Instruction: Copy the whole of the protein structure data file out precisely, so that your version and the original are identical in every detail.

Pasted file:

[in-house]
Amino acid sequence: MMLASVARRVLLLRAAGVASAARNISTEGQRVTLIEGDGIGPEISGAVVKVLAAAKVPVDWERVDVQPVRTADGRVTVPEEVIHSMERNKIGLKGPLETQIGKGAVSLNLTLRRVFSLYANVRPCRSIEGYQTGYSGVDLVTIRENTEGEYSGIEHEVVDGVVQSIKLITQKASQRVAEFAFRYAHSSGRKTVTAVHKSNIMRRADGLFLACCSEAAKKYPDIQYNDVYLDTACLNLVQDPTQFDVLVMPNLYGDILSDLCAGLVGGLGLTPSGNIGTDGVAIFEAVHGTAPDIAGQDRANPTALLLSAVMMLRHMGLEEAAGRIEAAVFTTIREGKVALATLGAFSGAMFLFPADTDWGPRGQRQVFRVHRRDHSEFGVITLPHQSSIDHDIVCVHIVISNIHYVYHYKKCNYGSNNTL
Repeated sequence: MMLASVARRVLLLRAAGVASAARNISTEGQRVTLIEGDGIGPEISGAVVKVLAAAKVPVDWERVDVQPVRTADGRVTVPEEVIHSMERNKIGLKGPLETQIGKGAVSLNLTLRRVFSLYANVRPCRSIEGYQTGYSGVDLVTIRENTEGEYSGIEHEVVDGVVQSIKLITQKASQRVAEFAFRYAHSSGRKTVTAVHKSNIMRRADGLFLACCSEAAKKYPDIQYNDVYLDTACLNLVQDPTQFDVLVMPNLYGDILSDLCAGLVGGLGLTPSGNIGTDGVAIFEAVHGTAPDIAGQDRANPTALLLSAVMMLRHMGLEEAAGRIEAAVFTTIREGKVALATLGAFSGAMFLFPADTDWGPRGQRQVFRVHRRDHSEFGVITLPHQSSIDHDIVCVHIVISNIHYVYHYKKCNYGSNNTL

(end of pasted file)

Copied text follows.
[in-house]
Amino acid sequence: MMLASVARRVLLLRAAGVASAARNISTEGQRVTLIEGDGIGPEISGAVVKVLAAAKVPVDWERVDVQPVRTADGRVTVPEEVIHSMERNKIGLKGPLETQIGKGAVSLNLTLRRVFSLYANVRPCRSIEGYQTGYSGVDLVTIRENTEGEYSGIEHEVVDGVVQSIKLITQKASQRVAEFAFRYAHSSGRKTVTAVHKSNIMRRADGLFLACCSEAAKKYPDIQYNDVYLDTACLNLVQDPTQFDVLVMPNLYGDILSDLCAGLVGGLGLTPSGNIGTDGVAIFEAVHGTAPDIAGQDRANPTALLLSAVMMLRHMGLEEAAGRIEAAVFTTIREGKVALATLGAFSGAMFLFPADTDWGPRGQRQVFRVHRRDHSEFGVITLPHQSSIDHDIVCVHIVISNIHYVYHYKKCNYGSNNTL
Repeated sequence: MMLASVARRVLLLRAAGVASAARNISTEGQRVTLIEGDGIGPEISGAVVKVLAAAKVPVDWERVDVQPVRTADGRVTVPEEVIHSMERNKIGLKGPLETQIGKGAVSLNLTLRRVFSLYANVRPCRSIEGYQTGYSGVDLVTIRENTEGEYSGIEHEVVDGVVQSIKLITQKASQRVAEFAFRYAHSSGRKTVTAVHKSNIMRRADGLFLACCSEAAKKYPDIQYNDVYLDTACLNLVQDPTQFDVLVMPNLYGDILSDLCAGLVGGLGLTPSGNIGTDGVAIFEAVHGTAPDIAGQDRANPTALLLSAVMMLRHMGLEEAAGRIEAAVFTTIREGKVALATLGAFSGAMFLFPADTDWGPRGQRQVFRVHRRDHSEFGVITLPHQSSIDHDIVCVHIVISNIHYVYHYKKCNYGSNNTL